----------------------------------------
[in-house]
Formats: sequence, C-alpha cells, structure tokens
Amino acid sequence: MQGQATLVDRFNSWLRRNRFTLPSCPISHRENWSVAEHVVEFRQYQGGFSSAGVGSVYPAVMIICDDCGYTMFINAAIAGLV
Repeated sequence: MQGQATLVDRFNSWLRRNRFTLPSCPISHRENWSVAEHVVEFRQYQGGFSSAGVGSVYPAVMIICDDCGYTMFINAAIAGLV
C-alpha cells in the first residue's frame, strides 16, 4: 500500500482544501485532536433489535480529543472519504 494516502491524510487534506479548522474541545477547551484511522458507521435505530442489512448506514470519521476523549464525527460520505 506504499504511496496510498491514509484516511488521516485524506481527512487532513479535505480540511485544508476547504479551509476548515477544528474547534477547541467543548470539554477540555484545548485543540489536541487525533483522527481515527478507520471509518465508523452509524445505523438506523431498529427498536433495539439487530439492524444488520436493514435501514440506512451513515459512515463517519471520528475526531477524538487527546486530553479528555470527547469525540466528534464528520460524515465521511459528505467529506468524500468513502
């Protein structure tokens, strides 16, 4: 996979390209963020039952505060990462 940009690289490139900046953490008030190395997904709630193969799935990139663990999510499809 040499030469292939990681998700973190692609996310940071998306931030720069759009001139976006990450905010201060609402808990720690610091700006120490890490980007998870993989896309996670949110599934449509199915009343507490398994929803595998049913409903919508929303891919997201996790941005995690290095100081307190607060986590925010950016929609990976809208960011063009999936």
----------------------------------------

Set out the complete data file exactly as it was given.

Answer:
[in-house]
Formats: sequence, C-alpha cells, structure tokens
Amino acid sequence: MQGQATLVDRFNSWLRRNRFTLPSCPISHRENWSVAEHVVEFRQYQGGFSSAGVGSVYPAVMIICDDCGYTMFINAAIAGLV
Repeated sequence: MQGQATLVDRFNSWLRRNRFTLPSCPISHRENWSVAEHVVEFRQYQGGFSSAGVGSVYPAVMIICDDCGYTMFINAAIAGLV
C-alpha cells in the first residue's frame, strides 16, 4: 500500500482544501485532536433489535480529543472519504 494516502491524510487534506479548522474541545477547551484511522458507521435505530442489512448506514470519521476523549464525527460520505 506504499504511496496510498491514509484516511488521516485524506481527512487532513479535505480540511485544508476547504479551509476548515477544528474547534477547541467543548470539554477540555484545548485543540489536541487525533483522527481515527478507520471509518465508523452509524445505523438506523431498529427498536433495539439487530439492524444488520436493514435501514440506512451513515459512515463517519471520528475526531477524538487527546486530553479528555470527547469525540466528534464528520460524515465521511459528505467529506468524500468513502
């Protein structure tokens, strides 16, 4: 996979390209963020039952505060990462 940009690289490139900046953490008030190395997904709630193969799935990139663990999510499809 040499030469292939990681998700973190692609996310940071998306931030720069759009001139976006990450905010201060609402808990720690610091700006120490890490980007998870993989896309996670949110599934449509199915009343507490398994929803595998049913409903919508929303891919997201996790941005995690290095100081307190607060986590925010950016929609990976809208960011063009999936």